My favourite approach for checking the health of SQL Server and other services is to exercise them  in System Center Operations Manager by using synthetic transactions to test the response time and error conditions  on a periodic basis from a designated machine.  This allows you to test that you are achieving your SLA and warn you if you aren’t, before the help desk even rings.

    Obedience Training

    SQL Server 2008 has policy based management which can be used to check that all the servers databases and objects in those databases conform to rules that you define, and you can also check policies on earlier versions of SQL Server.

    Treats

    Show your affection for your database by giving it regular treats such as new service packs and hot fixes.  Don’t forget the same applies to the operating system and the hypervisor, as these can also significantly affect performance.  A good example is the recent service pack 1 for Windows Server 2008 R2 which adds dynamic memory. 

     Dog Whisperer

    The closest thing we have to this is the SQL CAT (Customer Advisory Team), who have excellent white papers on optimising SQL Server on Hyper-V and a new one on SQL Server and the private cloud.  There are also resources on Vmware’s site for optimising SQL Server on their hypervisor, so ignorance is no excuse. Of course you can call in the many performance tuning experts in the UK and many of them have already come across virtualisation starvation issues.

     

    So don’t give virtualisation or SQL Server a bad name, read the documents, do the work and listen to your DBAs.

  • Cloud and emerging economies

    I just noticed a comment on our UK TechNet blog about how public cloud could put emerging economies at more of a disadvantage than those in developed countries.

    The comment I saw specifically mentioned broadband as the problem as  cloud services need internet connectivity.  However while in some cases this can be higher than would be the case if your services run in your data centres, this is not always the case. If you think about an e-commerce site running locally the speed your customers see is only as good as your outbound connectivity. However if this service was in the cloud then this problem would be replaced by the speed customers get to that site.  Actually in many economies broadband speed is better in the UK  - my friend Senthil in Bangalore get 20 Mbs to my meagre 1.5 so who’s deprived here.  The other factor is GPRS which is nearly universally available and bypasses the need for landlines for phones and data, and costs and performance will only come down in price.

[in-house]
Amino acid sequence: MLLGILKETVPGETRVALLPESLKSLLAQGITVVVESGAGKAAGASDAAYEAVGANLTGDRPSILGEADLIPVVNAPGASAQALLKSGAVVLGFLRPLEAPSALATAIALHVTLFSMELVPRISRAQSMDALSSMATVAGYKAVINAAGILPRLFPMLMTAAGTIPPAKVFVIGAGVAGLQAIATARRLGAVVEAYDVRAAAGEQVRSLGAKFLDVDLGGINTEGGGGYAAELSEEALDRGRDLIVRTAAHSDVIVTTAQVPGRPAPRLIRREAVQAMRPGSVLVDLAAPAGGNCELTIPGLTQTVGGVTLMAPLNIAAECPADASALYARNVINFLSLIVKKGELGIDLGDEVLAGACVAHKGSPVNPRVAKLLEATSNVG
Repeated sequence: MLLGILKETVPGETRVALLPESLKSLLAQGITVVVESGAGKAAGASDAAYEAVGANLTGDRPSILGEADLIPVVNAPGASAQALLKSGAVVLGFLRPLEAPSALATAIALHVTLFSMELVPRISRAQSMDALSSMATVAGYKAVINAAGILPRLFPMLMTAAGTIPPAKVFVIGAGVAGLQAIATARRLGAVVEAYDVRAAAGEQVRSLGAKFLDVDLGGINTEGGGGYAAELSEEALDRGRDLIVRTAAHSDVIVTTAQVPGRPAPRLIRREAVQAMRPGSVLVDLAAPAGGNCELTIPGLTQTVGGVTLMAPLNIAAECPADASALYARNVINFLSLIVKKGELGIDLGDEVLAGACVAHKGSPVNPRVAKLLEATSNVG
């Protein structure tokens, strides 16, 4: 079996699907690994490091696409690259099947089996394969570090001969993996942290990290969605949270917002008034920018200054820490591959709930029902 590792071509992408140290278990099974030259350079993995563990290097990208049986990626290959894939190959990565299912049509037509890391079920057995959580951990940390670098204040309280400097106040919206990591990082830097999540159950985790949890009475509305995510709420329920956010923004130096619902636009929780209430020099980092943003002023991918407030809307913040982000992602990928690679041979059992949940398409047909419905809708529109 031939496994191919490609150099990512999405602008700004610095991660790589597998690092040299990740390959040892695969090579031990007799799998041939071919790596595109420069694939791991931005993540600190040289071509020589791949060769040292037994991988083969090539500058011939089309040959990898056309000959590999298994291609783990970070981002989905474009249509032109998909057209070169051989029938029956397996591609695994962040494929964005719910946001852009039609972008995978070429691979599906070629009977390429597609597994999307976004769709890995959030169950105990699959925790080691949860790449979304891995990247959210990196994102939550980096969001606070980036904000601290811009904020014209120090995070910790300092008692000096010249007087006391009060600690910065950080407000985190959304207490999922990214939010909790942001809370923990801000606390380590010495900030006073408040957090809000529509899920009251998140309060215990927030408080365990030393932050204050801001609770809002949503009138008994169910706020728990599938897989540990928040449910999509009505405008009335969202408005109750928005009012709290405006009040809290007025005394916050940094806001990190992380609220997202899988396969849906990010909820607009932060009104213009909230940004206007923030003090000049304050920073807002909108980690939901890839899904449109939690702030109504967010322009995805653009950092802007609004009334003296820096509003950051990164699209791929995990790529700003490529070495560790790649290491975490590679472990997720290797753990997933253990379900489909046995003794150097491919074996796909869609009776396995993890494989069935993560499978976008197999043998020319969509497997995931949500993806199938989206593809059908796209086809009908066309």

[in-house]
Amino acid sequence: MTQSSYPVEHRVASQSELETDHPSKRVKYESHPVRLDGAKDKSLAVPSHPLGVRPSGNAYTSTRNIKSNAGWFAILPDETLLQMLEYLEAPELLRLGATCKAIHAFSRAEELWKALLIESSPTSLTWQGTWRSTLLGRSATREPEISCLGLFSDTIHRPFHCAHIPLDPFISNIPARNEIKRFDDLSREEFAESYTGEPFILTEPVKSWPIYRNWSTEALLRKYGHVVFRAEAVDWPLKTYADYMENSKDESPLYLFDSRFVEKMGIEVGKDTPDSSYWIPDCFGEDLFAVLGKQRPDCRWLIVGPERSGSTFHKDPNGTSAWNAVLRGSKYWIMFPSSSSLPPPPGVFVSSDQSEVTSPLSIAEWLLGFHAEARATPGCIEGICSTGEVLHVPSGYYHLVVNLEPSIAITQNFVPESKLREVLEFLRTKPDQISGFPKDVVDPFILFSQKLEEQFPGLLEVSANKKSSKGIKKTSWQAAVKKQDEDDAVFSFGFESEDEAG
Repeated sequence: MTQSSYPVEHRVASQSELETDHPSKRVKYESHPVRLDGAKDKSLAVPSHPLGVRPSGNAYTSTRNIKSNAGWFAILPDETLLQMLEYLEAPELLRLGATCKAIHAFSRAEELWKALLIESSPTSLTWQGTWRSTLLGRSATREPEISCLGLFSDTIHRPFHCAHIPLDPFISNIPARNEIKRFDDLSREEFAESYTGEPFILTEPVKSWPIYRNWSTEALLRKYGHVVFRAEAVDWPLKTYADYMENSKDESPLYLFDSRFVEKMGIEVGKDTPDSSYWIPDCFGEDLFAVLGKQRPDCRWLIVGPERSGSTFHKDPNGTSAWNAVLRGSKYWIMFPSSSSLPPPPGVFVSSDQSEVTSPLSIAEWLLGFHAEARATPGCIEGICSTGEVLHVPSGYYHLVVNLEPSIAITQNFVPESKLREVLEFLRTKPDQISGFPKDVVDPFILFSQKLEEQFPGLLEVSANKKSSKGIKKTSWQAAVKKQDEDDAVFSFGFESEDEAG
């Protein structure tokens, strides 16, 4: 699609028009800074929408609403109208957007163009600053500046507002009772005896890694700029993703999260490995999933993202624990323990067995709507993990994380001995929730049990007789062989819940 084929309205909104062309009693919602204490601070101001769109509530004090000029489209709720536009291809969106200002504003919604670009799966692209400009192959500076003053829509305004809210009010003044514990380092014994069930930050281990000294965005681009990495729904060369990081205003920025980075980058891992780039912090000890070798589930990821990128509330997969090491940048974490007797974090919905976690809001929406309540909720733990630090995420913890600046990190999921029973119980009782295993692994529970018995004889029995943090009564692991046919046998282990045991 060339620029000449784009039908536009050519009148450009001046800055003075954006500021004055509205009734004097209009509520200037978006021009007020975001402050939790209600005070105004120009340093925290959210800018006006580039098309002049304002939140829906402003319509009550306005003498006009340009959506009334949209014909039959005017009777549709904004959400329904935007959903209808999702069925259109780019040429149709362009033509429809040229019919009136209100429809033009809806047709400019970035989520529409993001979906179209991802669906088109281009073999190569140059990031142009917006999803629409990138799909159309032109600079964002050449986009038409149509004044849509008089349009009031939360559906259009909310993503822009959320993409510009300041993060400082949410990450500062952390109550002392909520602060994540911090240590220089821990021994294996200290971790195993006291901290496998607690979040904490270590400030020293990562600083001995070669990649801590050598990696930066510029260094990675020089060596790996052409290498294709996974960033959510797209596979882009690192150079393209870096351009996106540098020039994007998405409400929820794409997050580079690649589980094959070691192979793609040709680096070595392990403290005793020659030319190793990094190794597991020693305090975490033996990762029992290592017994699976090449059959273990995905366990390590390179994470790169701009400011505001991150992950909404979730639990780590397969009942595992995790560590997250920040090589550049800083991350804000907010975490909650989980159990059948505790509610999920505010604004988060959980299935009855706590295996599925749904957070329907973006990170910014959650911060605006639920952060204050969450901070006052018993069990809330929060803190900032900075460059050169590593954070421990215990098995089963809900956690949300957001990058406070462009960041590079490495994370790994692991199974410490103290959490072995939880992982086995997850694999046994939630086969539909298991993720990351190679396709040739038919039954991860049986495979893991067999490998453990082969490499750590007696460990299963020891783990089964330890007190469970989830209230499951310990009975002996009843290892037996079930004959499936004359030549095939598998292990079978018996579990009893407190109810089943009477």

However there are other barriers to adopting technology in emerging countries apart from pervasive internet connectivity, for example:

    • Availability of hardware and support.  You might be able to procure hardware locally but how long do you have to wait for support to turn up or spares to arrive?
    • Power in many emerging economies can be unreliable and often worse than mobile reception. 
    • Data security adds more cost in terms of more hardware for high availability.

    The cloud takes all of this away and providers like Microsoft can choose to make its offerings affordable to these emerging market to stimulate new markets or out of a sense of citizenship. 

    So I don’t see this as a problem in fact I think the reverse is true, the cloud will enable emerging market to compete globally for business, and  enable health and education programs to run more efficiently.     

    Discuss..

  • Event Handling for the IT Professional

    My diary is solid for the next few weeks as there seem to be a lot of events on. This is good for me as the best bit of my job is swapping ideas and stories with like minded individuals, not to mention the odd lively debate.  I also get the impression that many of you enjoy this too and I often get asked why we don’t do more of this, and that would be partly down to costs not just ours but yours too as it’s a big ask for you to get away from your desks for a morning or a whole day.

    Obviously Online events are less expensive to put on and to attend so you’ll notice a lot more of these, and my diary has these in:

    • Techdays Online a series of live meetings on three themes, public cloud, private cloud or IT as a service, and the optimised desktop.
    • Also within the Techdays Online series there is a special System Center afternoon best on Thursday 21st April which is a look at the vNow editions of all of the key products in the suite including Opalis and AVICode